Imagine not being able to hear the speaker across the roar of a crowd, the bank cashier, or a bus driver over the noise of an engine. For many of the one in six of the UK population with some form of hearing loss, this is a daily reality. Hearing Loops for public facilities are more important than ever post-covid.
A hearing loop, also known as an assistive listening system or audio loop is a specialist sound system for those that use hearing aids. The ‘loop’ transmits an audio signal directly into a hearing aid enabling the wearer to hear sounds with reduced or eliminated background noise.
A loop consists of a microphone to pick up the spoken word or music; an amplifier that processes the signal which is then sent through the final piece; the loop cable, a wire placed around the perimeter of a specific area i.e. a service counter, a classroom, meeting room or theatre to act as an antenna that radiates the magnetic signal to the hearing aid.
While installation is relatively straightforward, the commissioning of systems is crucial to make sure that they are appropriately set up. Systems installed in close proximity to each other can cause a ‘spill’ of a signal which interferes with reception such as in adjacent classrooms and lecture theatres, cinemas, or where there is a performance area for electrical instruments.
In the same way that being forced to work from home due to the worldwide crisis of COVID-19 sped up a new culture of digitising our workload, increased awareness for accessibility in society is another symptom of our post-pandemic existence. With many companies being forced to adapt to the accessibility requirements of their employees, all the big players followed to get ahead of the curve. Zoom added captions to its program for profoundly deaf employees forced to work from home, Microsoft made accessibility tools standard in Office programs such as PowerPoint, and LiveNation broadcasted concerts online to watch from the comfort of our home. Moreover, the social distancing measures and mask-wearing catapulted a change in our approach to sanitation and cleanliness, which in turn has saved thousands of disabled people from serious illness and death.
All these moves by companies play a part in the shift of public perception and demand for equality of access. Whereas in 2019, and earlier, accessibility to many people simply meant a facility boasted a wheelchair ramp, the world has moved beyond that, despite there being laws being in place to protect the rights of disabled people for longer, such as the Equality Act 2010 (EA), which replaced the Disability Discrimination Acts 1995, etc.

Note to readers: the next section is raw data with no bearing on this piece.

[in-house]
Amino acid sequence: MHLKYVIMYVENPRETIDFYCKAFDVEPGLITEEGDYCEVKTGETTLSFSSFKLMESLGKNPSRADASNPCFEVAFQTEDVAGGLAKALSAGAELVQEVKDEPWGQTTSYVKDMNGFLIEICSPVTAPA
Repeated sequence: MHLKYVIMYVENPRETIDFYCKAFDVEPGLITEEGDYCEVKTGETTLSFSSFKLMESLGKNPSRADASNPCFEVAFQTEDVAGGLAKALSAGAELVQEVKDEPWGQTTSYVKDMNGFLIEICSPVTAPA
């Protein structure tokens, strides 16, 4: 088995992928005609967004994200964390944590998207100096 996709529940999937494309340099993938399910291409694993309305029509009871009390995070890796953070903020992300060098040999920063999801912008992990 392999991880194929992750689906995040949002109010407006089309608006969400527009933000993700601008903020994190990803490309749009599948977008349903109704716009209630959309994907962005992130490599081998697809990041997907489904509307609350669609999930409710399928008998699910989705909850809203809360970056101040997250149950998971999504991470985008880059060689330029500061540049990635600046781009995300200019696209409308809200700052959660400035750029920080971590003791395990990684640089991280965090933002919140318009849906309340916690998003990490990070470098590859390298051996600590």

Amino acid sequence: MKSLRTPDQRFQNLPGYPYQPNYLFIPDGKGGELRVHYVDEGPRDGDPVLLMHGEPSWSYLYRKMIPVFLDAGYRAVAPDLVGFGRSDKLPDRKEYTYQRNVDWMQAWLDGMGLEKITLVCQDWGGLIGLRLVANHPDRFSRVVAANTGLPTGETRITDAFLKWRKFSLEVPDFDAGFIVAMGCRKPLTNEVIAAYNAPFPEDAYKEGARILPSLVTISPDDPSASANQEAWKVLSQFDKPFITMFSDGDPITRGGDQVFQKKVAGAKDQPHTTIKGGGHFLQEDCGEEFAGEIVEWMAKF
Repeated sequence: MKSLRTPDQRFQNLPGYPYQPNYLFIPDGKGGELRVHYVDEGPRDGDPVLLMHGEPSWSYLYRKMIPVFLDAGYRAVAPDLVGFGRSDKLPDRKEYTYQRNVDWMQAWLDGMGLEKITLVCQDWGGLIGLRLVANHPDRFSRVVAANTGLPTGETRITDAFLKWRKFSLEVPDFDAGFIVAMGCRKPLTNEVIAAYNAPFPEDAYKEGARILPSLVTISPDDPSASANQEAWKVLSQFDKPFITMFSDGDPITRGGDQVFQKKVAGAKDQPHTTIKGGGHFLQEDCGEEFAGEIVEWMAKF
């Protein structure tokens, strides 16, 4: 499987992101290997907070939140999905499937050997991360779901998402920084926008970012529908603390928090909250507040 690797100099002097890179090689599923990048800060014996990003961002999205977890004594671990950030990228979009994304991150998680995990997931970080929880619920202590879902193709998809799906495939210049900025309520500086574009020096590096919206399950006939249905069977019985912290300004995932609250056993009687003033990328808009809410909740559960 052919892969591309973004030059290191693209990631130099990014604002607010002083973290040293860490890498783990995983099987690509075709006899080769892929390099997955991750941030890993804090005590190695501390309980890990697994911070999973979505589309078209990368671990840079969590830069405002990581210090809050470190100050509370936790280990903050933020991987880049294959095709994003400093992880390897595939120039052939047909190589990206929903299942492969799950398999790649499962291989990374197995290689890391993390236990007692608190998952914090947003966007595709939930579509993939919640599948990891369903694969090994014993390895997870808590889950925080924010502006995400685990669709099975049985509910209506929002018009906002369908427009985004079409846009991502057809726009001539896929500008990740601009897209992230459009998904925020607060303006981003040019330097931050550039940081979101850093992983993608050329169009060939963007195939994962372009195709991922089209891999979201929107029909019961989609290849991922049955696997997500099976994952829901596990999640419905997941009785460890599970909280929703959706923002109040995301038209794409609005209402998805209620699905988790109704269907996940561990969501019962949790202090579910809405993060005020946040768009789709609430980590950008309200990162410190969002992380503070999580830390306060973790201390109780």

Furthermore, it has been proven that disabled consumers are much more likely to trust and respect brands that recognise their differences, especially as increasingly conscientious consumers have more of a voice and platform than ever before thanks to the internet. However, despite brilliant efforts by companies to promote diversity of race, gender, culture, and sexual orientation, disabled consumers are still massively underrepresented in mainstream marketing. Very few businesses have direct strategies to tap into the Purple Pound Market, which equates to £249 billion a year in our UK economy alone.
So, besides compliance with the law, a clear financial incentive, and an expansion of the respectability and visibility of your brand, what are other reasons to provide hearing loops?
Well, appropriately installed and operating loop systems are greatly welcomed by hard-of-hearing people. Some may feel self-conscious about their hearing loss, particularly if it is age-related, and prefer discreet operation so they may not consider notifying a building manager if they wish to use the system or if there is a fault. If a business or facility dares to accommodate the needs of disabled people without being asked, they are much more likely to recommend a service or product to others they know, whether their friends are part of the demographic or not. The long-term positives, in addition to the fact it is simply the right thing to do, make installing devices for a growing hard of hearing population obvious.
This, in effect, is why we believe we have had more queries about our Hearing Loops than ever. We installed vast quantities over in Dubai at Expo 2020, in addition to Hertfordshire County Council buildings, and several museums and schools.
Why are Hearing Loops more important than ever? Because the market demands it, and the world is becoming a better place as a result.
Are you looking to make your site accessible to thousands of disabled people? Feel free to contact us and lay out your specific needs so that we can find improvements to suit your needs or budget. Or alternatively, have a look at our Access Consultancy or Induction Loop options. We are here to help, because for us, access is personal.